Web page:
This is a tale of betrayal and grief with a dash of romance
The Hideaway by Sheila O’Flanagan Headline Review, £18.99
Juno Ryan watches the evening news and her world collapses around her. She is left devastated by a tragedy and a betrayal and struggles to understand how she was so cruelly misled.
Juno is a radiographer and she knows she needs a rest from her job when she breaks down sobbing on one of her patients.
So when her friend Pilar offers her the use of a family villa in the small town of Beniflor in Spain, Juno accepts. Villa Naranja is not quite the luxury bolthole she had hoped for but she soon settles into a quiet, peaceful life with a cat named Banquo.
The tranquillity of the villa, set among the orange trees, aids the healing process. Juno begins to feel at home even though she is something of a mystery to the local community.
But when she administers emergency first aid to a small boy in the town square she becomes a hero, embraced by the local community.
This is a tale of betrayal and grief with a dash of romance in the shape of Pep, the handsome pool maintenance man, and a cast of colourful characters.
The sultry Spanish location is wonderfully escapist, making The Hideaway a captivating, sun-soaked read.
There is nothing wrong with readable stories about young women making their way in life
Where The Light Gets In by Lucy Dillon Bantam Press, £9.99
Take a large dollop of banality. Stir in enough sugar to give a toddler attention deficit hyperactivity disorder. Lace it with unrealistic dialogue and characters no one cares about and ice it with a writing-by-numbers plot.
And then you will have Where The Light Gets In. Lorna lives in London (boo, hiss) and has in the past lost her inheritance on a dodgy art venue so she decides to return to her childhood home and take over a failing art gallery. There she encounters the romantic hero.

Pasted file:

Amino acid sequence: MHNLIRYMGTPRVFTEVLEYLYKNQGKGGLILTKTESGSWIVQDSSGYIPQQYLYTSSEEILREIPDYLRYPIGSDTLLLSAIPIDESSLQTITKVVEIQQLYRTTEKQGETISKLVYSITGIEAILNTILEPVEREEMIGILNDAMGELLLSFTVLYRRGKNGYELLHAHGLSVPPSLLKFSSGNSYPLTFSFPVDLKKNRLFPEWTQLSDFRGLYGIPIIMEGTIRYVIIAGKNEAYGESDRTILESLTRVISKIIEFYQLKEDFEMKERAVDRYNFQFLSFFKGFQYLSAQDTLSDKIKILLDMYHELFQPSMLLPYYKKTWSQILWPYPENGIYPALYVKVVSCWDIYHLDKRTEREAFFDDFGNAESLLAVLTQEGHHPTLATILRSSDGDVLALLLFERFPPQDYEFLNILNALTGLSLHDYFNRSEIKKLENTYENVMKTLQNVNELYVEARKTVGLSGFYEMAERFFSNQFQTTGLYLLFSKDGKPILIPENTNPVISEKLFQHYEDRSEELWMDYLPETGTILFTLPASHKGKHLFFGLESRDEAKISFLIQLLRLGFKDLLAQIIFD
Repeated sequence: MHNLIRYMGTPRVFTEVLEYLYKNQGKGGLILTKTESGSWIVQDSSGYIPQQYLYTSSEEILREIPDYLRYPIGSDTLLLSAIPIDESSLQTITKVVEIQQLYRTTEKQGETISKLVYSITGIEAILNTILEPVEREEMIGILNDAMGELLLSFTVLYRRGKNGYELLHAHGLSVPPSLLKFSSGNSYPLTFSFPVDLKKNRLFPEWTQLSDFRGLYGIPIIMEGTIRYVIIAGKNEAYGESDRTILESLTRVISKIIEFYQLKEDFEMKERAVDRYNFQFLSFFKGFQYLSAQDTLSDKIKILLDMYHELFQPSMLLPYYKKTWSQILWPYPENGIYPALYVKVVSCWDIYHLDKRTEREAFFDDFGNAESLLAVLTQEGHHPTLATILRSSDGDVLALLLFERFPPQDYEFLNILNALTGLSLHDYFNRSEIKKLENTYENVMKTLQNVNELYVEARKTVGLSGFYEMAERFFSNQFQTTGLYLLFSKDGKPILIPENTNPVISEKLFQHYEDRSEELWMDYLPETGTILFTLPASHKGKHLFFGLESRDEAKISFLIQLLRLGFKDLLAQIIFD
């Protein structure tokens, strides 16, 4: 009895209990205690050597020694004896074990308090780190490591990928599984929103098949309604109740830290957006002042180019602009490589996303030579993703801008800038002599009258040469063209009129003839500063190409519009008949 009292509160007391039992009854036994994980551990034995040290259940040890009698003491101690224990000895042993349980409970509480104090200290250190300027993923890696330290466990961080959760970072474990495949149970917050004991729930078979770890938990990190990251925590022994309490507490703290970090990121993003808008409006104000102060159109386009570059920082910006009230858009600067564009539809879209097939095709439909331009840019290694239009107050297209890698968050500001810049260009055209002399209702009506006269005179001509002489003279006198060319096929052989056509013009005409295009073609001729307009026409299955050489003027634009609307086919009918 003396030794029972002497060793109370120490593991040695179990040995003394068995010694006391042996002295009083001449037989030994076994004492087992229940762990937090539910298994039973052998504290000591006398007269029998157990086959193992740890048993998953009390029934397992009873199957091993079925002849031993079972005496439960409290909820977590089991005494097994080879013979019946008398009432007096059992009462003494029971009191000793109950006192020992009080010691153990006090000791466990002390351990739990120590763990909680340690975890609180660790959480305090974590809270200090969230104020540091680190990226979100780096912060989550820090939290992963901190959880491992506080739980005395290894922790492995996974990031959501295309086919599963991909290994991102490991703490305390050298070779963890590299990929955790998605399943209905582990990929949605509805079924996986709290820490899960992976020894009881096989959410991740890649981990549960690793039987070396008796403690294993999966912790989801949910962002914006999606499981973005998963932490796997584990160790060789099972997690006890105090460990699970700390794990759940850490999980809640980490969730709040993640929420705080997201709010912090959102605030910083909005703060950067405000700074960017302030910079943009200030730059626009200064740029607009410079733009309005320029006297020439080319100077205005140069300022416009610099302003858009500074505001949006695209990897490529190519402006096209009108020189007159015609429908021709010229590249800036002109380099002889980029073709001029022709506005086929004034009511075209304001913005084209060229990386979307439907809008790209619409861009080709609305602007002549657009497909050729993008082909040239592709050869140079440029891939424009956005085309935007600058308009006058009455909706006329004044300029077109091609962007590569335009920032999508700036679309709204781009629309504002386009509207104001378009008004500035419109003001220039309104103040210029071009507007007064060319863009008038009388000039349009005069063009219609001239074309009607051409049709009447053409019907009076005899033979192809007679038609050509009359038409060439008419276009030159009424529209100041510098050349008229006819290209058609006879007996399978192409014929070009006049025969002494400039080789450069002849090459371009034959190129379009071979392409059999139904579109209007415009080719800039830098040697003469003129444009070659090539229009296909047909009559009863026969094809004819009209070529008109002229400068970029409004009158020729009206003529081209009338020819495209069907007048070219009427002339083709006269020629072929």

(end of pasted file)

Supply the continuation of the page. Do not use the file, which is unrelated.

You know from the first moment he enters the scene that this is his role and it is so obvious he might as well have had a neon sign flashing “romantic hero” over his head. Lorna also meets various local “characters” and a cranky artist who you just know will turn out to have a complicated personal history and a heart of gold… it’s that kind of book.
There is nothing wrong with readable stories about young women making their way in life and finding love and success. I have read and enjoyed many of them and could still quote you lines of Jilly Cooper I read 30 years ago. But her work was brimming with wit and style. And in comparison Where The Light Gets In is lazy and clichéd.
Her characters are finely drawn and as the story hops back and forth from WW2 to present day
The Wildflowers by Harriet Evans Headline, £7.99
Philandering actor Tony is married to the more talented actress Althea and the couple’s children Ben and Cordelia grow up amid a whirl of privilege and parties. But Tony’s wafer-thin ego demands a steady flow of romantic challenges and his infidelities affect the children deeply.
Into this maelstrom steps Madeline, the daughter of Tony’s childhood enemy Ian.
Her background of neglect and abuse contributes to a tragedy which will blight the Wilde family for years to come. In adulthood Cordelia becomes a world-renowned singer but she is so wrapped up in the sins of the past that she damages her voice and she cannot form lasting relationships.
Ben is blissfully unaware of the incidents of the past so he breaks away and finds happiness. But then the children, now middle-aged, meet up with their dying mother at beachside family home The Bosky.
There they are forced to confront the dark events of the past. Harriet Evans’ engrossing chronicle of the Wilde family shows the consequences of Tony’s selfish actions and explains the mystery of why the family’s idyllic seaside home is abandoned.
Her characters are finely drawn and as the story hops back and forth from the Second World War to the present day, the reader becomes deeply immersed in this charismatic family’s fortunes. The result is that rare and lovely thing, an all-engaging and all-consuming drama.